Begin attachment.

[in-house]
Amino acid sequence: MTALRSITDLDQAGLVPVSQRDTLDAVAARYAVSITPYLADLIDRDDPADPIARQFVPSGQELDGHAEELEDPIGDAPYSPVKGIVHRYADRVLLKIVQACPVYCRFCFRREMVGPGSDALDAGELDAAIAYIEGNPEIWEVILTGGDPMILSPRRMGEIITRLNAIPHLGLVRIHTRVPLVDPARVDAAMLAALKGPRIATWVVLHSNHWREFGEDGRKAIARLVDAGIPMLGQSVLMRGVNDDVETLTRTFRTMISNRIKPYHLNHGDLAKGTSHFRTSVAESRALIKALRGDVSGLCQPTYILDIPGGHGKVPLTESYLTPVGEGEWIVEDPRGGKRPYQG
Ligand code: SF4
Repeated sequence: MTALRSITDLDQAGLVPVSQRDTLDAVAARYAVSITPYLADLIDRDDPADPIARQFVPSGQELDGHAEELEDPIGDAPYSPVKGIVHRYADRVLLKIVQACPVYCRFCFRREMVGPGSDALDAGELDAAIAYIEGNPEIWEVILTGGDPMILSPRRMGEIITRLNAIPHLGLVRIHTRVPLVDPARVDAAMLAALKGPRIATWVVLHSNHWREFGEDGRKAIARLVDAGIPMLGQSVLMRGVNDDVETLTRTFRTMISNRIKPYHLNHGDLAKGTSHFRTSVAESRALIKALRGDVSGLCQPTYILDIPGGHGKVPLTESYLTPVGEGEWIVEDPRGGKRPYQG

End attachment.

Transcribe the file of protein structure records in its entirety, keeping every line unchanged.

[in-house]
Amino acid sequence: MTALRSITDLDQAGLVPVSQRDTLDAVAARYAVSITPYLADLIDRDDPADPIARQFVPSGQELDGHAEELEDPIGDAPYSPVKGIVHRYADRVLLKIVQACPVYCRFCFRREMVGPGSDALDAGELDAAIAYIEGNPEIWEVILTGGDPMILSPRRMGEIITRLNAIPHLGLVRIHTRVPLVDPARVDAAMLAALKGPRIATWVVLHSNHWREFGEDGRKAIARLVDAGIPMLGQSVLMRGVNDDVETLTRTFRTMISNRIKPYHLNHGDLAKGTSHFRTSVAESRALIKALRGDVSGLCQPTYILDIPGGHGKVPLTESYLTPVGEGEWIVEDPRGGKRPYQG
Ligand code: SF4
Repeated sequence: MTALRSITDLDQAGLVPVSQRDTLDAVAARYAVSITPYLADLIDRDDPADPIARQFVPSGQELDGHAEELEDPIGDAPYSPVKGIVHRYADRVLLKIVQACPVYCRFCFRREMVGPGSDALDAGELDAAIAYIEGNPEIWEVILTGGDPMILSPRRMGEIITRLNAIPHLGLVRIHTRVPLVDPARVDAAMLAALKGPRIATWVVLHSNHWREFGEDGRKAIARLVDAGIPMLGQSVLMRGVNDDVETLTRTFRTMISNRIKPYHLNHGDLAKGTSHFRTSVAESRALIKALRGDVSGLCQPTYILDIPGGHGKVPLTESYLTPVGEGEWIVEDPRGGKRPYQG